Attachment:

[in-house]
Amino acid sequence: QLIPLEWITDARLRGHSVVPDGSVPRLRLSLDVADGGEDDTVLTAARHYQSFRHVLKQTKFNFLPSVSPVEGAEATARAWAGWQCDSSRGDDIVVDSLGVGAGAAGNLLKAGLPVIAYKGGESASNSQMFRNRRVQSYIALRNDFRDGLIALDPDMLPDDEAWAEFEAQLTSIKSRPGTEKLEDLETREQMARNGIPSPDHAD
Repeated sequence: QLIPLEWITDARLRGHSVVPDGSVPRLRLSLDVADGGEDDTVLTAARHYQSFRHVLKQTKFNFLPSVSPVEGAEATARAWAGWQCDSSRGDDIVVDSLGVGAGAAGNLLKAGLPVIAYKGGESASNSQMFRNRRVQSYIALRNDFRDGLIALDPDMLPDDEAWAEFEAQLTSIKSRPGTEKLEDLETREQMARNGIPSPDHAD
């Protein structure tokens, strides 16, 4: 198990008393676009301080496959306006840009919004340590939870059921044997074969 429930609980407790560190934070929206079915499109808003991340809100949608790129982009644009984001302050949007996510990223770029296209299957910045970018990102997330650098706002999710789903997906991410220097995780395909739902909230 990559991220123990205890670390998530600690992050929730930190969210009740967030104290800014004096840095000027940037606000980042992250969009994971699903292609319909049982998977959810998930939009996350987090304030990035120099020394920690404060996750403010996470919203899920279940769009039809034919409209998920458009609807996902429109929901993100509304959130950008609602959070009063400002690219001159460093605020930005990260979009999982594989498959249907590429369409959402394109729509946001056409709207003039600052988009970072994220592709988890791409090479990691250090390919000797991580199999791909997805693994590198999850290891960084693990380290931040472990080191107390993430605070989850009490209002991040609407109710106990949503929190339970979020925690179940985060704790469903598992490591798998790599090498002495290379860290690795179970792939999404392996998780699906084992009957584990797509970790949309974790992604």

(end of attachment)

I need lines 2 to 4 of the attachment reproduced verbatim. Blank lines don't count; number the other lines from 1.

Amino acid sequence: QLIPLEWITDARLRGHSVVPDGSVPRLRLSLDVADGGEDDTVLTAARHYQSFRHVLKQTKFNFLPSVSPVEGAEATARAWAGWQCDSSRGDDIVVDSLGVGAGAAGNLLKAGLPVIAYKGGESASNSQMFRNRRVQSYIALRNDFRDGLIALDPDMLPDDEAWAEFEAQLTSIKSRPGTEKLEDLETREQMARNGIPSPDHAD
Repeated sequence: QLIPLEWITDARLRGHSVVPDGSVPRLRLSLDVADGGEDDTVLTAARHYQSFRHVLKQTKFNFLPSVSPVEGAEATARAWAGWQCDSSRGDDIVVDSLGVGAGAAGNLLKAGLPVIAYKGGESASNSQMFRNRRVQSYIALRNDFRDGLIALDPDMLPDDEAWAEFEAQLTSIKSRPGTEKLEDLETREQMARNGIPSPDHAD
């Protein structure tokens, strides 16, 4: 198990008393676009301080496959306006840009919004340590939870059921044997074969 429930609980407790560190934070929206079915499109808003991340809100949608790129982009644009984001302050949007996510990223770029296209299957910045970018990102997330650098706002999710789903997906991410220097995780395909739902909230 990559991220123990205890670390998530600690992050929730930190969210009740967030104290800014004096840095000027940037606000980042992250969009994971699903292609319909049982998977959810998930939009996350987090304030990035120099020394920690404060996750403010996470919203899920279940769009039809034919409209998920458009609807996902429109929901993100509304959130950008609602959070009063400002690219001159460093605020930005990260979009999982594989498959249907590429369409959402394109729509946001056409709207003039600052988009970072994220592709988890791409090479990691250090390919000797991580199999791909997805693994590198999850290891960084693990380290931040472990080191107390993430605070989850009490209002991040609407109710106990949503929190339970979020925690179940985060704790469903598992490591798998790599090498002495290379860290690795179970792939999404392996998780699906084992009957584990797509970790949309974790992604």